Googam is somewhat embarrassed by the fact that his dad intervenes to save him from a Leviathon at one point, and when Googam resums his battle against it, Doctor Strange hits it with an arrow that teleports it away, either saving Googam's life or robbing the Son of Goom from his victory, depending on whose take you wish to rely on (that is, either your own eyes or Googam's word). A few days later, Googam strides down New York City streets in a an old school Ben Grimm-style "disguise" of a trench coat and wide brimmed hat--which naturally looks tiny atop his enormous head--and goes to confront Strange.
Rather than fighting him, Strange recruits him for a mission to regain his honor: Helping him track down and put down the Leviathon he had teleported to a random location. Hijinks ensue.
Spider-Man Peter Parker has a few small but key scenes, and it is perhaps noteworthy that one of the strategies Strange employs against this Leviathon is the same one that Deadpool and Spidey used against theirs in Toronto a few tie-ins back. Here it is much more effective, however. I'm not sure if it was in the back of Zdarsky's head when he was scripting this or not, but it echoes the way in which Googam was killed at the end of his first appearance.
Artist Julian Lopez does a pretty superb job here. The monsters and super-characters all look appropriately monstrous and super, but Lopez really manages to sell the absurdity of the clash between, say, Googam and a city street, and to he does a fine job of wringing emotion out of the bulbous-headed monster. The funniest part of the last page isn't what happens, although given the player it happens to, it is pretty funny, but the look on Googam's face as he reacts to it.
Huh. So I think this is the first Inhumans comic I've ever read. I mean, I have obviously read comics in which The Inhumans appear--how could one not, these days?--but this is the first one with the word Inhumans right there in the title.
What's a little weird about it is that the thing people are always saying about how Marvel is trying to make the Inhumans into the X-Men? That is basically what this reads like: An X-Men comic without the X-Men.
The lead character is someone named Swain, who wears a fancy costume that, these being the Inhumans, I can't tell is meant to be a hip fashion statement, or if that's just how pilots for the Inhumans dress. But she's a pilot who has the
While they are fighting a Leviathon in Italy (as seen in the pages of Monsters Unleashed), Swain is flying civilians out of harm's way in a space ship, but ends up having to try to lead them to safety on foot, pursued by a particularly scary-looking Leviathon. Forced to fight with her powers in a way she never has before, she has to sacrifice a piece of her self to save the others.
It's...fine. I can't say it endeared the characters to me, and I remain mostly baffled by Marvel's insistence on putting them front and center in the hopes that they will someday, somehow catch on. It didn't quite answer the lingering question I have about the Inhumans, which is why they are so front and center in public at the moment, and why they have become what at leas here feels like a traditional superhero team, complete with a member of the Fantastic Four on their "roster."
The art by Brian Level is among the strongest and most distinct in this collection. I mentioned the design of the one Leviathon, but everything here has an interesting energy and a sense of herky-jerky movement to it. I liked the look of it a lot.
The Guardians story somehow manages to spend all 30 pages around one of their fight scenes from Monsters Unleashed, as the team tangles with a Leviathon at a naval base in San Diego. Well, I shouldn't say "somehow," as I know how. To help fill those pages, Bowers and Sims reveal a connection between Groot and the particular Leviathon, explored in a flashback set on Groot's homeworld when he looked a bit more like he did in the latest Guardians of The Galaxy movie, as opposed to his design here, which is one I'm not terribly fond of (It's the same he had in Civil War II, with the green "hair", and the vines acting as connective tissues around his wooden limbs.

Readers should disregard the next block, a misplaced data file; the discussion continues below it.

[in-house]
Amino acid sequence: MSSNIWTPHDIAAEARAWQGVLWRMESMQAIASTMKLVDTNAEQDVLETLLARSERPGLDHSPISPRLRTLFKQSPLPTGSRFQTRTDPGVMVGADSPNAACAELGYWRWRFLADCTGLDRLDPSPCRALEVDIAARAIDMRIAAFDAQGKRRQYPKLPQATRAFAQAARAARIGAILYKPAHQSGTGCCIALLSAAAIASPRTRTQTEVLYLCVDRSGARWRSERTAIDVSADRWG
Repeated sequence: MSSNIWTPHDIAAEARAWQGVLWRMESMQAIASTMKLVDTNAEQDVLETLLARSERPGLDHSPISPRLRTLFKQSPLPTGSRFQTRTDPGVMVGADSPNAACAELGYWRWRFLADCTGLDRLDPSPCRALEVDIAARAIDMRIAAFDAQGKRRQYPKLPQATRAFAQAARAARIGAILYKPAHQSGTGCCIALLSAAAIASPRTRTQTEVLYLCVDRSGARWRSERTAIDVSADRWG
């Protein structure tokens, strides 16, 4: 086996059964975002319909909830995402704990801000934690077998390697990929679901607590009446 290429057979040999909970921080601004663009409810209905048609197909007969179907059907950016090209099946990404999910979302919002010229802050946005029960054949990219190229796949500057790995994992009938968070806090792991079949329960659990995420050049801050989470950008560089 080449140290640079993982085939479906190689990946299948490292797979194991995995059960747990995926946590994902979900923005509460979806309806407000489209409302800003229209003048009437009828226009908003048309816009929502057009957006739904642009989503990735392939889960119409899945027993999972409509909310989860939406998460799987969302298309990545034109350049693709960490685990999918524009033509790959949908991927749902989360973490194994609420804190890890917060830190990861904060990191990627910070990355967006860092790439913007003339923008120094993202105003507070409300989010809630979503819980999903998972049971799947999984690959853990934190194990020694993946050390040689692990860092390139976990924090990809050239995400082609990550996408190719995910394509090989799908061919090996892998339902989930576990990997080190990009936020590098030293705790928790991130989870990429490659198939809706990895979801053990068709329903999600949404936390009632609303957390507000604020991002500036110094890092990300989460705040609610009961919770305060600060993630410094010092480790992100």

The Guardians' status quo at the time of this one-shot was pretty fraught. From what I understand, they were kinda sorta broken up at this point, and all stuck on Earth doing their own things. They are together in this issue mainly because Marvel decided to publish a Guardians of the Galaxy tie-in issue to Monsters Unleashed, as far as I can tell.
Bowers and Sims do okay with what they have here, but they don't really manage to keep from the readers how artificial the premise is.
The final book in the collection fills its over-sized space in a way unlike any of the previous issues. It is split into two stories, both with their own creative teams, and connected so that one leads into the other. The first story is by Hill and Templeton (whose artwork I didn't even recognize; that guy has a pretty tremendous range of styles, and his work looks good in all of them). Set in Seoul, South Korea, it features Amadeus Cho being called before Korean superhero and apparently government agent White Fox, who asks for his help in finding and stopping a monster. The monster looks like Godzilla wearing bits of armor, and no sooner has Cho beat it up that he realizes that something is wrong, and this whole story must be a dream...which it is!
The second story, by Williams and Lindsay, features Hulk waking from that dream to find its cause: Xemnu, The
Then that's followed by...wait, that's three stories, with three distinct art styles. But the credits only list two stories by two artists...
Okay, wait, wait, wait. According to Comics.org, Hill and Templeton did indeed create that first story. The second one is also written by Hill, but drawn by the uncredited (in the collection) Ricardo López Ortiz. That's who did the great art in the Xemnu sequence (Each of the stories has it's own title, by the way; this second story isn't included in the table of contents at all). Then there is a third story; that's the one by Leah Williams and Jahnoy Lindsay. It features Amadeus' younger sister and fellow super-genius Maddy using her genius to track down galactic monster-hunting expert Lady Hellbender and then Oracle-ing her through a dangerous facility in exchange for useful monster intel.
Man. I can't believe Marvel fucked up the table of contents for this book so badly...